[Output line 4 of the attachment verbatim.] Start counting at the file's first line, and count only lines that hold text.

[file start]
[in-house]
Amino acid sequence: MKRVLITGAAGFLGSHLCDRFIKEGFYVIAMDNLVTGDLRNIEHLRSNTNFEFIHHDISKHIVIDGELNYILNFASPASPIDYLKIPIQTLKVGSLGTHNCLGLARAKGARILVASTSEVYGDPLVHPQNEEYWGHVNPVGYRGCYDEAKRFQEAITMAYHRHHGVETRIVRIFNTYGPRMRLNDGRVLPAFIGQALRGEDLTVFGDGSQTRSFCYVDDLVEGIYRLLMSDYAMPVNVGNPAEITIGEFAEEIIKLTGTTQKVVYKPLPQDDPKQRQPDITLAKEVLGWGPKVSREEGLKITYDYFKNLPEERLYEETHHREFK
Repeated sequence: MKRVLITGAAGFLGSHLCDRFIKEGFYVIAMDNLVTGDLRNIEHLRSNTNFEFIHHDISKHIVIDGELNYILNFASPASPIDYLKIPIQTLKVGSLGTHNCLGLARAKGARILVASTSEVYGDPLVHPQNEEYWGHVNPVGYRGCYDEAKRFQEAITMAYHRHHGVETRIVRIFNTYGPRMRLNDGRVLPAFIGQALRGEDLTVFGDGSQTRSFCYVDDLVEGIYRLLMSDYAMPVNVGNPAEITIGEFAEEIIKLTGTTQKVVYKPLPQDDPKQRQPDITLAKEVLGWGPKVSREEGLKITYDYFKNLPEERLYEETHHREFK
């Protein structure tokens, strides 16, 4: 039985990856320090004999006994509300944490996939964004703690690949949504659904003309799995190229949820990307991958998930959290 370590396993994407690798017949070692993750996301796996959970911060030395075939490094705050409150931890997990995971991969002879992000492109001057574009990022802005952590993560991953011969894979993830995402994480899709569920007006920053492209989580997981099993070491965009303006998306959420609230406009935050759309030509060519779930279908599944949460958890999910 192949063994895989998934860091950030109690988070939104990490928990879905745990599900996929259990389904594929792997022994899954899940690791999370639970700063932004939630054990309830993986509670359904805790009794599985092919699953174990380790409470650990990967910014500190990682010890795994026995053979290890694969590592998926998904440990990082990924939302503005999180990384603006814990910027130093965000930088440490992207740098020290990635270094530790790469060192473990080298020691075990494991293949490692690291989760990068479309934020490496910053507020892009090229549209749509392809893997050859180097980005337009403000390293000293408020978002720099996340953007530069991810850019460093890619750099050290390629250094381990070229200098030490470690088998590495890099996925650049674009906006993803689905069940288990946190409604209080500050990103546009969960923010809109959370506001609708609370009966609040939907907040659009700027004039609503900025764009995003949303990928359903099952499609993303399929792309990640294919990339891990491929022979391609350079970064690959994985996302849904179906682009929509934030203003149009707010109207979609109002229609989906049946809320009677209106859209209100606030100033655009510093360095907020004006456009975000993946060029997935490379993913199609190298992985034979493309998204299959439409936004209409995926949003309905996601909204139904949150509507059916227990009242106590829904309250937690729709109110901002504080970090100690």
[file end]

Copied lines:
């Protein structure tokens, strides 16, 4: 039985990856320090004999006994509300944490996939964004703690690949949504659904003309799995190229949820990307991958998930959290 370590396993994407690798017949070692993750996301796996959970911060030395075939490094705050409150931890997990995971991969002879992000492109001057574009990022802005952590993560991953011969894979993830995402994480899709569920007006920053492209989580997981099993070491965009303006998306959420609230406009935050759309030509060519779930279908599944949460958890999910 192949063994895989998934860091950030109690988070939104990490928990879905745990599900996929259990389904594929792997022994899954899940690791999370639970700063932004939630054990309830993986509670359904805790009794599985092919699953174990380790409470650990990967910014500190990682010890795994026995053979290890694969590592998926998904440990990082990924939302503005999180990384603006814990910027130093965000930088440490992207740098020290990635270094530790790469060192473990080298020691075990494991293949490692690291989760990068479309934020490496910053507020892009090229549209749509392809893997050859180097980005337009403000390293000293408020978002720099996340953007530069991810850019460093890619750099050290390629250094381990070229200098030490470690088998590495890099996925650049674009906006993803689905069940288990946190409604209080500050990103546009969960923010809109959370506001609708609370009966609040939907907040659009700027004039609503900025764009995003949303990928359903099952499609993303399929792309990640294919990339891990491929022979391609350079970064690959994985996302849904179906682009929509934030203003149009707010109207979609109002229609989906049946809320009677209106859209209100606030100033655009510093360095907020004006456009975000993946060029997935490379993913199609190298992985034979493309998204299959439409936004209409995926949003309905996601909204139904949150509507059916227990009242106590829904309250937690729709109110901002504080970090100690």